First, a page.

And just last summer, her doctor released her as a normal patient.

“I’m fabulous,” she said. “Never been better. Last year, at the end of the summer, my doctor released me as a normal patient. It feels so good.

“I can’t forget about what happened to me because it’s part of my everyday job to talk about what I went through and to educate people and let them know how serious that disease is.

“It’s not emotional or hard for me at all. I enjoy talking about it, especially to my friends. To this day, I find out new things that happened that I didn’t know about, or that someone came and visited me when I was down. Those are things I would never know.”

DuBose’s incredible recovery garnered her national attention. Before she returned to school, she received the Most Courageous Award from the United States Basketball Writers Association. Then in June of 2005, three years after she contracted the disease, she received the Wilma Rudolph Student-Athlete Achievement Award, which goes annually to student-athletes who have overcome major adversity in their lives to excel as students and athletes.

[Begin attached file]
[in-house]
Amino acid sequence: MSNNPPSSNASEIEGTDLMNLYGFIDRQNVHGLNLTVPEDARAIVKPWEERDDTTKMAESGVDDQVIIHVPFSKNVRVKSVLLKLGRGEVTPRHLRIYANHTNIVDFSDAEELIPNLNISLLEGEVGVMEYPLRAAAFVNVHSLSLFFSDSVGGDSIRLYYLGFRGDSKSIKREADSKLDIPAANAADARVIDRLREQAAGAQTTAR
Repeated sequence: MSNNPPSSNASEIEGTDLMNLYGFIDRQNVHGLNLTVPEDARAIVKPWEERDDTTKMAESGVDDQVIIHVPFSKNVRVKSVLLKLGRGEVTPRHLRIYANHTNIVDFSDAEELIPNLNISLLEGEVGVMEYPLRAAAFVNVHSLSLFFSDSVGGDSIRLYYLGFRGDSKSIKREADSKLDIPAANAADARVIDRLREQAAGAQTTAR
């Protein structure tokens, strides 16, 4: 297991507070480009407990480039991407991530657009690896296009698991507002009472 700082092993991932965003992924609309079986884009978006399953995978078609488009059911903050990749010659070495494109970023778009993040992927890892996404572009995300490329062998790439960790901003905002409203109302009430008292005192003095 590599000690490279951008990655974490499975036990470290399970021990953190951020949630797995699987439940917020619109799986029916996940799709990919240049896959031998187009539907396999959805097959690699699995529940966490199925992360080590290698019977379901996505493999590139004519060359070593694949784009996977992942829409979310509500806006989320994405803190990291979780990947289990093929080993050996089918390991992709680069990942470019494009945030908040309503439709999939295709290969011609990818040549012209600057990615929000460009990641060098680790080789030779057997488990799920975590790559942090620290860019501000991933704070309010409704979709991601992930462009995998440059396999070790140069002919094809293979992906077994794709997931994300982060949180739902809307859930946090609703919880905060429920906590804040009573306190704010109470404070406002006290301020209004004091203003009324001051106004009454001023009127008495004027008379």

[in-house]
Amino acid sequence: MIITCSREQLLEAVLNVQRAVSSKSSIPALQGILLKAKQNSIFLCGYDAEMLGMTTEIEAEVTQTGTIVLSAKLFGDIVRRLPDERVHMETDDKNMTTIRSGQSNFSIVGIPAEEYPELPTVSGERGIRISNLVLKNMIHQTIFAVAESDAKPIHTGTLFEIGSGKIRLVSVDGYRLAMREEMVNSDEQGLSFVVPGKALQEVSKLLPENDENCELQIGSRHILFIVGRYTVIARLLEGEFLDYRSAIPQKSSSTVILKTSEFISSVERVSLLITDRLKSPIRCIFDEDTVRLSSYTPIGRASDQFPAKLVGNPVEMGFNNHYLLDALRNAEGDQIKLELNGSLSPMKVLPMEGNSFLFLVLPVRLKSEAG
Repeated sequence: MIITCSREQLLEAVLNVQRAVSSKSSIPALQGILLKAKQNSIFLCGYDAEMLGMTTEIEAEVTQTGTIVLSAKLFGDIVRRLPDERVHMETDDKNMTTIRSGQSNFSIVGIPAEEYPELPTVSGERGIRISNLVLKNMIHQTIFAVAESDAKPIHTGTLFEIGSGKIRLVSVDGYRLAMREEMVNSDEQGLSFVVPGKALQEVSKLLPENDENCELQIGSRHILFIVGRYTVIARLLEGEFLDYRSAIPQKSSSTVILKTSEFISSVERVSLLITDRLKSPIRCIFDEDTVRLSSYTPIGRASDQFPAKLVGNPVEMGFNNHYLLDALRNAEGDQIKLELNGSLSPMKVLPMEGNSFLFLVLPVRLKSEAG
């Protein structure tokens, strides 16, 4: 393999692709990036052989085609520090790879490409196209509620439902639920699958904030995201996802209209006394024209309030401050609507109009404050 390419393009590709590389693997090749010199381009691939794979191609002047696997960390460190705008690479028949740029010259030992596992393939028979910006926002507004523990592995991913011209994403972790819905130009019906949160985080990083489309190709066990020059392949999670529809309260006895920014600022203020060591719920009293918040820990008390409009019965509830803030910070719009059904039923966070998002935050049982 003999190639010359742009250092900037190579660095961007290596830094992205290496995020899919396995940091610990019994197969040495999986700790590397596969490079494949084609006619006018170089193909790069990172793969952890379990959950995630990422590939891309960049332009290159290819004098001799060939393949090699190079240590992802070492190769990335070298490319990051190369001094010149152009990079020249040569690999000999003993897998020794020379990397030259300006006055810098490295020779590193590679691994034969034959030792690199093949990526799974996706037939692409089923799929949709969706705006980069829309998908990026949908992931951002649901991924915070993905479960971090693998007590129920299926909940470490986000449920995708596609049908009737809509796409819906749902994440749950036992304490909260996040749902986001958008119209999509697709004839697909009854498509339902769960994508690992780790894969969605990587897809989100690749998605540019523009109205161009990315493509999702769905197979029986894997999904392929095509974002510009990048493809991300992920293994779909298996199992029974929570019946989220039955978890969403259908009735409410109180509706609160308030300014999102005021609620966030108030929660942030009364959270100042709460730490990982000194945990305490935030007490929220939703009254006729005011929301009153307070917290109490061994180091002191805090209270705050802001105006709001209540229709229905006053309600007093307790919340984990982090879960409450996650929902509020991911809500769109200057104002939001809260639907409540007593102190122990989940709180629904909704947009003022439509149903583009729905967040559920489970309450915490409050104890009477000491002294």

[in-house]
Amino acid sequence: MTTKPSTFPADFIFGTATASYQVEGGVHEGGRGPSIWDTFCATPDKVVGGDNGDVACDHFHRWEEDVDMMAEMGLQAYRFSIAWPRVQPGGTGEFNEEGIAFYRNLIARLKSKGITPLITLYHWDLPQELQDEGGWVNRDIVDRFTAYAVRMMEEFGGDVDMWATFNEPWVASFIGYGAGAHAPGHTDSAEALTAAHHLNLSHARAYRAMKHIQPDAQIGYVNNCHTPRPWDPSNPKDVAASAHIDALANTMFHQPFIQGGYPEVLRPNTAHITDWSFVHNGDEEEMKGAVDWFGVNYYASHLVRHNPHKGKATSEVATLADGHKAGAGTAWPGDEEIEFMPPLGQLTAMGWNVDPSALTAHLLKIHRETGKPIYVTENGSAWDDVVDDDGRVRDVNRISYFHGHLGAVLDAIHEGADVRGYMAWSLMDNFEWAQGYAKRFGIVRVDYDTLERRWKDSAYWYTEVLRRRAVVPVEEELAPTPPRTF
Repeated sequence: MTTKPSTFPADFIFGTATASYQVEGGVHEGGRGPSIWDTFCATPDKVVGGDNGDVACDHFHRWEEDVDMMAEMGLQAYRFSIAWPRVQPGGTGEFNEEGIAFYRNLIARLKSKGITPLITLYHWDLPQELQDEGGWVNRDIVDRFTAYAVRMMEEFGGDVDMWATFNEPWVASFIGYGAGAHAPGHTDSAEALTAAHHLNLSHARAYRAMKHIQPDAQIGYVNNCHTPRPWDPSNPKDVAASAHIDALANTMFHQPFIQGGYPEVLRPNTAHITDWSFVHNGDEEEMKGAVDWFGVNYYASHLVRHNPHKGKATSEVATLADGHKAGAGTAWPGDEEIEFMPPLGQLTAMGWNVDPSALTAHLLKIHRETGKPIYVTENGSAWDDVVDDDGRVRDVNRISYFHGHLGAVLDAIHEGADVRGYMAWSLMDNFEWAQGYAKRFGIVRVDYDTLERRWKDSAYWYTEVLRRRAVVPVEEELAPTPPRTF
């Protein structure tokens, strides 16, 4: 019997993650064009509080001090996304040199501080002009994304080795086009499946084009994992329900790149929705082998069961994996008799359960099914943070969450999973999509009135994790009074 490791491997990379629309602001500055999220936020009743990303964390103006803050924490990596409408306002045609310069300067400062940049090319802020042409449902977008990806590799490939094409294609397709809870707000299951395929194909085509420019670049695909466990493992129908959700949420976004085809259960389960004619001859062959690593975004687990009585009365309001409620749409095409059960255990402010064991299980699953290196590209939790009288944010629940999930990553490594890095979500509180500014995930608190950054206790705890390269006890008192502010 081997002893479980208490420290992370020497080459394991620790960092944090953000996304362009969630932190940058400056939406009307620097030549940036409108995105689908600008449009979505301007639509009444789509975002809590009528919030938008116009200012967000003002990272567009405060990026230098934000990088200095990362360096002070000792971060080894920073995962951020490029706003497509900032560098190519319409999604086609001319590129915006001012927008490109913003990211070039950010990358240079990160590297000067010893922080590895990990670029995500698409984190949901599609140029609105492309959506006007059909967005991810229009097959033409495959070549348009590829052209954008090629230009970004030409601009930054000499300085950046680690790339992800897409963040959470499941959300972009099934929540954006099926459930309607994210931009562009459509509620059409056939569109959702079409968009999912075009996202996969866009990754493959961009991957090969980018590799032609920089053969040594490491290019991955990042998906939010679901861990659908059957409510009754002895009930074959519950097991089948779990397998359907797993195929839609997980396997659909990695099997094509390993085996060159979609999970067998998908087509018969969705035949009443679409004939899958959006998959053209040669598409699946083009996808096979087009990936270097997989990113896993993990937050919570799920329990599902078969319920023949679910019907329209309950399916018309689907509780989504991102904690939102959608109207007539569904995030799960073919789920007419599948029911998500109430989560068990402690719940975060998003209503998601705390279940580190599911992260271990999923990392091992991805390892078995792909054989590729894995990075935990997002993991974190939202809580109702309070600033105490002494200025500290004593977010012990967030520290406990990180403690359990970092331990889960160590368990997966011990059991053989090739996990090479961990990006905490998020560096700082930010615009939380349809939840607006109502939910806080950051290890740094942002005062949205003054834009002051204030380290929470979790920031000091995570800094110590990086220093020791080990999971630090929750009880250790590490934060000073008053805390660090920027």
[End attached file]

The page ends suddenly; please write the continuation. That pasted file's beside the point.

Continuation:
These days, she works as a motivational speaker, living with her parents in Baltimore and giving speeches to a wide array of groups. She’s spoken to groups as small as five people to as many as 2,000. She’s spoken to groups as varied as high school students to bankers at Wells Fargo. Her speeches last anywhere from 15 minutes to two hours. Some groups like her so much that they invite her back.

“I’m a people person, and I love to talk,” she said. “Put me in a big room full of people, and it’s like I’m back on the court again. The spotlight is on me. I enjoy that, and I like that I’m educating people at the same time.”

She tailors her message to the group. But her overriding theme is, “Winning the Game of Life,” with details that can be found on her website (

“It usually depends on the group and whatever the group wants,” DuBose said. “I never like to do the same thing twice. I like to change it up, especially with groups that have me coming back again. I like to give them something different. So I enjoy that. It’s always a challenge.”